• It looks like Mirror Gallery is hitting all-time highs lately. Once again, a casual card from an older set with a unique ability is the perfect recipe for profits. That is, as long as you can dodge that reprint. Star City has a handful of played copies in stock in the $4-$5 range, but that may not last if demand sustains.

28 thoughts on “Insider: Magic Inflation – A Monopoly Analogy

  1. Great article as always. The more I read your stuff the more I understand the struggle you are going through with the decisions in front of you. To me, it sounds like there is some intrinsic value resting in some of the cards you’ve mentioned, presumably because there is pride associated to having built a fantastic collection over the years (and rightfully so you should be proud).

    As someone in a seemingly similar age group with similar choices in front of me, I will offer you these pieces of advice I have been reminding myself everyday:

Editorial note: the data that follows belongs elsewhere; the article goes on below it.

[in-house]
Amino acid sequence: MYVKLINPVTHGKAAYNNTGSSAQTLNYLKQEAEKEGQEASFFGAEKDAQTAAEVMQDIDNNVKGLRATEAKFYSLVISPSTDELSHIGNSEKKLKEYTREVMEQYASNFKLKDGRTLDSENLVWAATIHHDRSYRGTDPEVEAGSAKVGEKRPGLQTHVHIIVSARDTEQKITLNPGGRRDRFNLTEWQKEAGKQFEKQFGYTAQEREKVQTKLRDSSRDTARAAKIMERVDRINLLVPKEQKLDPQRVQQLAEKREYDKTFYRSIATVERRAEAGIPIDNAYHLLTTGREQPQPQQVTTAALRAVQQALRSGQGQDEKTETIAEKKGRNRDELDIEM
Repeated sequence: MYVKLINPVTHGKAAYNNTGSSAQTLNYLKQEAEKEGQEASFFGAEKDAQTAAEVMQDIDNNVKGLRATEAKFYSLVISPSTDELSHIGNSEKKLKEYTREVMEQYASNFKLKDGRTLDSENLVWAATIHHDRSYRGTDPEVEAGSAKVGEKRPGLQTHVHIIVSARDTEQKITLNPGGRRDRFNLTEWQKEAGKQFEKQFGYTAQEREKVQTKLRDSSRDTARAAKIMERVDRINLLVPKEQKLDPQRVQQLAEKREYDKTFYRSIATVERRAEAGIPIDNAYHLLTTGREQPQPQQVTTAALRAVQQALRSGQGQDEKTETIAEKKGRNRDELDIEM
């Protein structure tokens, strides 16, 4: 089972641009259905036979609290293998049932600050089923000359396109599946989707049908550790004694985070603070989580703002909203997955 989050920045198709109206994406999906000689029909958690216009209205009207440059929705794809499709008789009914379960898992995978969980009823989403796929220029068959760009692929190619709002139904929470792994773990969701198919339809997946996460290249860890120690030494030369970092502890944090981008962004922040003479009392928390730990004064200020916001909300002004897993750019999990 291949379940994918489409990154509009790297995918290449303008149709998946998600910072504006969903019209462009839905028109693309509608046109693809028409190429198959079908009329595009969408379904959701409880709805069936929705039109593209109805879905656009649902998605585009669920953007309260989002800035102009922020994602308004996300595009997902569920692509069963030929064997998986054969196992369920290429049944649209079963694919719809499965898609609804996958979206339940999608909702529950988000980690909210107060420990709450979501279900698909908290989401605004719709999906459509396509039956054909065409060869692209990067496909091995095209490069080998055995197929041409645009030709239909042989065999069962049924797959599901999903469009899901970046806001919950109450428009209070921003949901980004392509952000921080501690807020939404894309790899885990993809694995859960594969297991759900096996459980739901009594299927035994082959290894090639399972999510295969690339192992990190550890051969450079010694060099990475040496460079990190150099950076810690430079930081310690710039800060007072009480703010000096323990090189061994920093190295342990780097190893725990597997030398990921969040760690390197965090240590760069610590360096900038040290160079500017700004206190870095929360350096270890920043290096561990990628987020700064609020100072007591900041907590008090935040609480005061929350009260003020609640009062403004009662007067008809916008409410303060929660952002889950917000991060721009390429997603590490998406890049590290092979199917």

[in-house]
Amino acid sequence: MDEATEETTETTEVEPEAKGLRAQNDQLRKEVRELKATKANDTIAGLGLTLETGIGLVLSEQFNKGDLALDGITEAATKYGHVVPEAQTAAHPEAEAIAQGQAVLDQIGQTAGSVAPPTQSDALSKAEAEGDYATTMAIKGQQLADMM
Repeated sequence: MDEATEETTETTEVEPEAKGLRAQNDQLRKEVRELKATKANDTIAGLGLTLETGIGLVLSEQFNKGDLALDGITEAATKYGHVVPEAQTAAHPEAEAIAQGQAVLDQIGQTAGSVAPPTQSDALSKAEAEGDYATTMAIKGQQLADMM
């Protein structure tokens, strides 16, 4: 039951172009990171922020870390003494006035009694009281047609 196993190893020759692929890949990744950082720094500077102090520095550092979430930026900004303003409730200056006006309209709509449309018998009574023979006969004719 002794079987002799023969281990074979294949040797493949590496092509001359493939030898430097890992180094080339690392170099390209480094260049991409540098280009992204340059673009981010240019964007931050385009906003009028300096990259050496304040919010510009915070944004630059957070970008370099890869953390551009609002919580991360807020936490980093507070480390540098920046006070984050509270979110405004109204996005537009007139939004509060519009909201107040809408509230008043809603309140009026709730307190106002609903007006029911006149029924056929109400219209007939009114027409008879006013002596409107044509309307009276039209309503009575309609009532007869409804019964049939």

1. Remember your priorities in life: with kids, a wife, a house, etc. you have entered that time of life where there are others who rely on you for financial stability (I am in this boat, too, and it definitely makes Magic take a backseat).

    2. Exiting now doesn’t prohibit re-entry later: if you sell pieces of your Magic portfolio there is always the prospect of re entering later when it makes sense. If we truly are in a downturn there is no reason not to take gains while they still can be had and move back in on older cards once they bottom out.

    3. Tangible money is almost always more valuable than material goods (with some obvious exceptions that don’t apply to Magic): if your financial situation requires the extra $5,000 from your Black Lotus, or even small chunks of cash in the form of a Mox, Tabernacle, or a complete set of Beta commons and uncommons, I strongly advise taking the money and run. There is no denying the Magic bubble has popped or is popping in the secondary market. Your analysis in the article on trading up into Power is very true and accurate, and should continue to see more disparity over the next few years as reprints continue to flood in.